Bouncing Back and Moving Forward—Diabetes Burnout
When I woke up one morning and I was unable to even get out of bed, I knew I needed help. I was expected to work and I had bills to pay, but carrying on with normal life seemed so impossible. And on top of all that, I felt pathetic and embarrassed for feeling that way.
The day before, I had indulged in a 10-hour binge-eating episode which lead to a blood sugar rollercoaster and a debilitating episode of depression—not to mention a painful, swollen belly. I’m not talking about a normal person overeating at Thanksgiving; I am talking about a mismanaged disease.
I am a person with type 1 diabetes and have been living with the illness for 16 years. When I had my binge-eating episode, I was 28 and had been successfully managing my diabetes for half of my life. As I look back, I can see I was experiencing what I call a “diabetic mid-life crisis.” I was drowning in my depression, but it forced me to wake me up to the realization that my diabetes is never going away and I have to learn to cope with it in a healthy way.
But the thought of it all was just exhausting. I was burned out. I didn’t know “diabetes burnout” was an official term, and I wasn’t even sure that my diabetes was to blame. I sought counseling and quickly got back on my feet.
Then I looked back on my journey…
I had struggled to maintain my own healthy balance amid a severe shortage of resources for type 1s. In my desperate moment lying in bed that morning, I wished that someone had been there to listen to me—to truly understand my disease and all the ways it impacts my body and my life. I needed someone to ask me to be honest about my fears and challenges. I needed someone to inspire me to be healthy, and to hold me accountable to my own dreams.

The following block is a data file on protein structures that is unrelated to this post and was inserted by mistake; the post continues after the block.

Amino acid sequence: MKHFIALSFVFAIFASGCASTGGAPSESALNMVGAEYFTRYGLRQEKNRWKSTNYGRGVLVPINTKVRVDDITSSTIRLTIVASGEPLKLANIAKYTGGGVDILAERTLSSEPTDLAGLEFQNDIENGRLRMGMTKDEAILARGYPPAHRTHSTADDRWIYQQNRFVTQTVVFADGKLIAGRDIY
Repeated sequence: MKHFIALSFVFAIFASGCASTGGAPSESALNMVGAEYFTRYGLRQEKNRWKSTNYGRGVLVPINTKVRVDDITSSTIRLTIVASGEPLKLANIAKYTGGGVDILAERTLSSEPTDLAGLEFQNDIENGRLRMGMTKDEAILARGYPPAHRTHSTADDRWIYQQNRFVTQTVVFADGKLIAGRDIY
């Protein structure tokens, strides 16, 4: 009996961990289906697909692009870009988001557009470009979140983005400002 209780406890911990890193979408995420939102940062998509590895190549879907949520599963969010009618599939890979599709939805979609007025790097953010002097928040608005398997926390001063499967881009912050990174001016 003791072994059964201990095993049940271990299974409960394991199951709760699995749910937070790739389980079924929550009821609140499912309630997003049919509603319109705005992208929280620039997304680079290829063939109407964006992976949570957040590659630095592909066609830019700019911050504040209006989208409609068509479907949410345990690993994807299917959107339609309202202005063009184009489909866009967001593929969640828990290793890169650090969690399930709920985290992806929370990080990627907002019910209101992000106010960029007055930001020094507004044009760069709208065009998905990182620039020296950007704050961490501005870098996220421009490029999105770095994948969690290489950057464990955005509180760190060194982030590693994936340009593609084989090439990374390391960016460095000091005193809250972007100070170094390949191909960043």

I thought about how well I manage my diabetes and yet “diabetes burnout” still got to me:
“There have to be more people like me—people living with chronic disease who don’t realize that they are susceptible to developing depression and other mental health issues. There must be people with type 1 diabetes out there seeking help but don’t feel completely understood. Where are all the counselors, psychologists and coaches with type 1 diabetes? What can I do to help?”
Not long after, I set out to fill that void for my fellow type 1s. I enrolled in Duke’s Integrative Health Coaching Professional Training Program, and upon my graduation, I started Ginkgo—Integrative Health Coaching. I also organize a local MeetUp group for adult type 1s and their partners. Both of these initiatives continue to grow and affirm the need for intuitive support.
For me, I chose to go into coaching rather than counseling because of the forward movement coaching inspires. As health coaches we sometimes touch on issues of the past, but we do so to help launch us forward. I knew where I was and where I wanted to be, but I was struggling to find my way there. That is what coaching does—it helps you look at where you are and where you want to be and empowers you to make it happen.
No one can argue that people with type 1 diabetes don’t have a lot to handle. We are constantly adapting, and we have no choice but to be our own physicians on a minute-by-minute basis. And that requires more discipline than anyone is born to handle; it has to be developed. We may be healthy mentally, but when you tack on a disease that won’t give you break, ever—Yeah, anyone would go crazy. Anyone would get tired. Anyone would want to give up. But you don’t have to give up— there IS help out there.
Sometimes we can’t do it on our own, and that’s okay. We all need a little help every now and then. I don’t want other type 1s to go through the same lonely experiences I did.
We all need a hand to hold from time to time, and I’m offering mine.
Other important reading on Diabetes Burnout and Depression: